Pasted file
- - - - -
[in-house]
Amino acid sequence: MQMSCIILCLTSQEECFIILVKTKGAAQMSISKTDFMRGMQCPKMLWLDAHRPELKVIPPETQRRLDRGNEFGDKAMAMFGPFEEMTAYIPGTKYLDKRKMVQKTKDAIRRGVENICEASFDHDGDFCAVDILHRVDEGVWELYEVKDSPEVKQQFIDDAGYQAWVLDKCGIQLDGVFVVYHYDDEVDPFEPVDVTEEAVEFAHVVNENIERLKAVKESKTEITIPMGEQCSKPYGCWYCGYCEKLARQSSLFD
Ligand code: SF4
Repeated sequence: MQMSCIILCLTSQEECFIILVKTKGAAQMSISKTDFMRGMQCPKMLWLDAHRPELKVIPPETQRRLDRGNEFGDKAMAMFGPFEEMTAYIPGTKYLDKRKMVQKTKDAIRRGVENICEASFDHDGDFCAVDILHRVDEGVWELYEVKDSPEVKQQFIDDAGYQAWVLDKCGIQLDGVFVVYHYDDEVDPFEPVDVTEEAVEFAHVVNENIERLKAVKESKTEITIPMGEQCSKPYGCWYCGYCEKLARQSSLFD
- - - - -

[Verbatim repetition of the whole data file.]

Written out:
[in-house]
Amino acid sequence: MQMSCIILCLTSQEECFIILVKTKGAAQMSISKTDFMRGMQCPKMLWLDAHRPELKVIPPETQRRLDRGNEFGDKAMAMFGPFEEMTAYIPGTKYLDKRKMVQKTKDAIRRGVENICEASFDHDGDFCAVDILHRVDEGVWELYEVKDSPEVKQQFIDDAGYQAWVLDKCGIQLDGVFVVYHYDDEVDPFEPVDVTEEAVEFAHVVNENIERLKAVKESKTEITIPMGEQCSKPYGCWYCGYCEKLARQSSLFD
Ligand code: SF4
Repeated sequence: MQMSCIILCLTSQEECFIILVKTKGAAQMSISKTDFMRGMQCPKMLWLDAHRPELKVIPPETQRRLDRGNEFGDKAMAMFGPFEEMTAYIPGTKYLDKRKMVQKTKDAIRRGVENICEASFDHDGDFCAVDILHRVDEGVWELYEVKDSPEVKQQFIDDAGYQAWVLDKCGIQLDGVFVVYHYDDEVDPFEPVDVTEEAVEFAHVVNENIERLKAVKESKTEITIPMGEQCSKPYGCWYCGYCEKLARQSSLFD